This blog post is a continuation of our series on the application of Lean Construction methods in a small HVAC Company. The goal of this post is to show how a small company applied Kanban to manage their work processes. We will look at Kanban from three perspectives: 1) managing inventory, 2) managing customer inquiries, and 3) managing RFIs.
What is Kanban?
Kanban (看板) is a Japanese word that is made up of two characters1. The first character (看) means “visual” and the second character (板) means “board”. The concept of Kanban was made popular by the Just-In-Time production system at Toyota and the Kanban cards serve as a means to control the production system. A Kanban system can do several things including: 1) limit the amount of work in process (WIPs) between workstations, 2) serve as a visual cue to start and stop production, 3) enable a pull-based production rather than a push-based one, and 4) prevent overproduction.
With our basic understanding of Kanban, we will now look at three examples of the application of this concept in construction. Although theory can separate from the technology that we use, I will be showing the case study data with our implementation using Trello.
Kanban for Managing Inventory
As a residential HVAC company, the D Air Conditioning Company undertakes fairly simple projects; however, the amount of projects that goes through the production system and fast turnaround time of the projects creates a set of challenges that a Kanban system helps resolve. One of the biggest challenges prior to implementing a Kanban system was making sure that the warehouse was sufficiently stocked with the supplies and equipment needed for the job. Having too much supplies is wasteful and ties up extra cash. Not having enough material can lead to a delay. In the past, missing items were often purchased at the local hardware store. This remedy; however, would add 1 to 2 additional hours of non-value added time to project and the price of these items were often 40% higher than our wholesale prices.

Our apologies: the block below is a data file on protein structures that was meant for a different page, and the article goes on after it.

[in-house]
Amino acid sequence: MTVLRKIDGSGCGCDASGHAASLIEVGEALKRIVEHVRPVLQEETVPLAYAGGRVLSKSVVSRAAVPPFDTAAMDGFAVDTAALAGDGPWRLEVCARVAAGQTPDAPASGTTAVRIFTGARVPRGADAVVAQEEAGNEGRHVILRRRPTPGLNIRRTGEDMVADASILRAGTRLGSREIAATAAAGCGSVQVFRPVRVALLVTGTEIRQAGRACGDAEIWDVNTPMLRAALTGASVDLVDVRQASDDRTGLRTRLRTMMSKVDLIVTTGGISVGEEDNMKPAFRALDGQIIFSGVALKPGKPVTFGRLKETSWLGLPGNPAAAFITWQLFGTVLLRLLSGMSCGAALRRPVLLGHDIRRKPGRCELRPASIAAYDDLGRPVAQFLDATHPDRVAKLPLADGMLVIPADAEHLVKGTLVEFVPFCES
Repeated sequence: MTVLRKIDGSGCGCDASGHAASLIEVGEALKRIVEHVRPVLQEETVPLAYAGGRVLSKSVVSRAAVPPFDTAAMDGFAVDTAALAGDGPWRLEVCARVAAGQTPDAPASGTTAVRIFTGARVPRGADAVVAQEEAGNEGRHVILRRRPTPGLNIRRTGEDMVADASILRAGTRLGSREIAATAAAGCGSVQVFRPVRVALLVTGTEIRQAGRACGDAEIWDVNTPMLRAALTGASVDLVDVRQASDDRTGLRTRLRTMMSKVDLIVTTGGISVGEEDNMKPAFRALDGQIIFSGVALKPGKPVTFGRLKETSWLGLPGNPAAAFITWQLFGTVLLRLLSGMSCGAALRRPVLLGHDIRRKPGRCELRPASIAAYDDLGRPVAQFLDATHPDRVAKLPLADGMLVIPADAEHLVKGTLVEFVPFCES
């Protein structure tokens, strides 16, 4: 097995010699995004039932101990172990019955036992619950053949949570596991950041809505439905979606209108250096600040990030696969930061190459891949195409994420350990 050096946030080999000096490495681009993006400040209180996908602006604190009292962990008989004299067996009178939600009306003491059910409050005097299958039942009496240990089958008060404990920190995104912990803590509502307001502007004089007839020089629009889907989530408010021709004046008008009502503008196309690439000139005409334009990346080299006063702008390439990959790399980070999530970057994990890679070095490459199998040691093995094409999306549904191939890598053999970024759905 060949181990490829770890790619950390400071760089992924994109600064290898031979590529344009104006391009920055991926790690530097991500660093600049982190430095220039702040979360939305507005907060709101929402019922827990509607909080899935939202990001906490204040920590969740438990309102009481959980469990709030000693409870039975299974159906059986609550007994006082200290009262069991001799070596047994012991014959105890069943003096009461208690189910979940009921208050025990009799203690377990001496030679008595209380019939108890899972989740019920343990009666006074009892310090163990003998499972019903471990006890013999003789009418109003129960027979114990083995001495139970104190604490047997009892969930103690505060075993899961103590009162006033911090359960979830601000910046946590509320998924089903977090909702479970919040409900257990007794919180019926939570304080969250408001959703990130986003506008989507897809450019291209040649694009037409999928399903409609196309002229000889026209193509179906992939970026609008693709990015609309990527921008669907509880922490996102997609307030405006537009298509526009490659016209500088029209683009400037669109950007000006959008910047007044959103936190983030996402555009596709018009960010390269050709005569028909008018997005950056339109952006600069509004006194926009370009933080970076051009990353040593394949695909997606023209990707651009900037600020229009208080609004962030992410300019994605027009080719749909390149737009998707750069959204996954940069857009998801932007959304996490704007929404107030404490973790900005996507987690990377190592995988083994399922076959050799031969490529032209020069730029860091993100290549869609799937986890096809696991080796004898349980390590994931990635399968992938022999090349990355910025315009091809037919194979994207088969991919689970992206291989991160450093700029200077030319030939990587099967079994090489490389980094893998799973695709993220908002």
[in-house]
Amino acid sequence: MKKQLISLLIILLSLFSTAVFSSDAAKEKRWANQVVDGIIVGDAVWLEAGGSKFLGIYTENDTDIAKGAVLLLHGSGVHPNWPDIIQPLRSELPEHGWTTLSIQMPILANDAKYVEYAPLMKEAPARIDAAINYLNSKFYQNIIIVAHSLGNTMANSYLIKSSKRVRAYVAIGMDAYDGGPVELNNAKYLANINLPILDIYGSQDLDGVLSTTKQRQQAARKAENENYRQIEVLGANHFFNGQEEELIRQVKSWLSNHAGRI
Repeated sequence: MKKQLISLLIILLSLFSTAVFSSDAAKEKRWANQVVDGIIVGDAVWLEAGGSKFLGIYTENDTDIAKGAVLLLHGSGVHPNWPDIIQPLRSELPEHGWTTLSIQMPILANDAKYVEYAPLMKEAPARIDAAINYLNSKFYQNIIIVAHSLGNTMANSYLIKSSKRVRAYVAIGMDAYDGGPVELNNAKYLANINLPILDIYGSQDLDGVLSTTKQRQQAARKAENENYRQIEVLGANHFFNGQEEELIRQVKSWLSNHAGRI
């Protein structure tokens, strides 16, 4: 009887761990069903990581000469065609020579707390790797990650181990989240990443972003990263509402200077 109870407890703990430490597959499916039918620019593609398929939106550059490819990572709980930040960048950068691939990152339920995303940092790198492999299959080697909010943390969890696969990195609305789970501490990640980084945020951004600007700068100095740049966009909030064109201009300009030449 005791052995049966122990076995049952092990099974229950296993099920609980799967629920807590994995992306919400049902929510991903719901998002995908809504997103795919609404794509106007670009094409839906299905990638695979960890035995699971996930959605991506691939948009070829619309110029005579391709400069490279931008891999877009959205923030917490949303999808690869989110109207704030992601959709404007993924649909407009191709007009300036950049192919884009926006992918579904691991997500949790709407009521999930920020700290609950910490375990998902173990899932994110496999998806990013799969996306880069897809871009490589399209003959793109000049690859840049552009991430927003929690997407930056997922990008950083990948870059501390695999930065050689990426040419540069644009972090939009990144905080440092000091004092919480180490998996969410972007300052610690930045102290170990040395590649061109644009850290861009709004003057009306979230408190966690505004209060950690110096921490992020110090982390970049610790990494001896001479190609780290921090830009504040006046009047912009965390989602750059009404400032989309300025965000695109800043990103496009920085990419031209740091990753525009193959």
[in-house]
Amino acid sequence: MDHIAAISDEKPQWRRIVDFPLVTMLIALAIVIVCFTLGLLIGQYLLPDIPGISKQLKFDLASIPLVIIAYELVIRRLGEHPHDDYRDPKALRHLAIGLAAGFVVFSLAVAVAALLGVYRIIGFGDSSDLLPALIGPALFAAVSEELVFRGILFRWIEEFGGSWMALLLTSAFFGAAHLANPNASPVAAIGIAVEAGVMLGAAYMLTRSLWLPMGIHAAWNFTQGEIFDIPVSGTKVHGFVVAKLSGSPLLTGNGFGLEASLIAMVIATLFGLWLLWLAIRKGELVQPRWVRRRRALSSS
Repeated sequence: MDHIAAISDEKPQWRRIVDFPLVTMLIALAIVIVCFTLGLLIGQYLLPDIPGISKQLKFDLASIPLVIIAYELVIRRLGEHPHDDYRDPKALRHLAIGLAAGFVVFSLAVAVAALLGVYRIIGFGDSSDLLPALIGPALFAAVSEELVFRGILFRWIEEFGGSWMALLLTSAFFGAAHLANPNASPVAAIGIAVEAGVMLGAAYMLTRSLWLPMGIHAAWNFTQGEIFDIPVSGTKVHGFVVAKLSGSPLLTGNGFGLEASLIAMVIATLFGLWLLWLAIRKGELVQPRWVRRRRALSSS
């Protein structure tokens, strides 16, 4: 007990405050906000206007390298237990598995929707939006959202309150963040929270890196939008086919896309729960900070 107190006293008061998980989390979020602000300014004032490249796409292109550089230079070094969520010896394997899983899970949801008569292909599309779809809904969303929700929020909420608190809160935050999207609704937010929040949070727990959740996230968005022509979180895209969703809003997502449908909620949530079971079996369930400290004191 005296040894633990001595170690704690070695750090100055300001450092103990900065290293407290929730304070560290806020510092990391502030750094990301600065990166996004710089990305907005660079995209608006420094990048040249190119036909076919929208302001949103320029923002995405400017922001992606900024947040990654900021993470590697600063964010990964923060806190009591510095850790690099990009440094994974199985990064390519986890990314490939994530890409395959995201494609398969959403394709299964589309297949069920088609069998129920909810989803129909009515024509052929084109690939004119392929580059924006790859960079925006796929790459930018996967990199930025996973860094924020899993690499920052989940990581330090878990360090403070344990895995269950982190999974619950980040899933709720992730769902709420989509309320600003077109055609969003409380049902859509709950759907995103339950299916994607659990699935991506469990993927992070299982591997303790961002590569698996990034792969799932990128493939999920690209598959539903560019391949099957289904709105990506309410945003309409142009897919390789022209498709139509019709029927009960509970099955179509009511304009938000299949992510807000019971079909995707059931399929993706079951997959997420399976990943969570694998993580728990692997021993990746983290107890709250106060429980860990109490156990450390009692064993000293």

To resolve this issue, we developed a “pull-based” system for inventory management using a visual Kanban system. The store has between 50 to 100 different items so the system has to be efficient, quick, and transparent. Items in the warehouse are stored in a way their physical presence or lack thereof gives the staff a signal of when to reorder the item. In figure 1, you will see the small consumable items stacked next to each other. The amount of items place in the warehouse is based on the rate that we use the items and the lead-time of getting the items from a supplier.
Figure 1. Visual Kanban of Inventory
As a general rule of thumb, we replenish the stock of materials when it reaches below 50% of the capacity that we allocate for it in storage. For example, In figure 2 you can see two boxes for air filters. The boxes are opened on the side to reveal the level of inventory. When one box is completely empty, this gives the store staff a signal to re-order the filters.
Figure 2. Air Filters as Kanban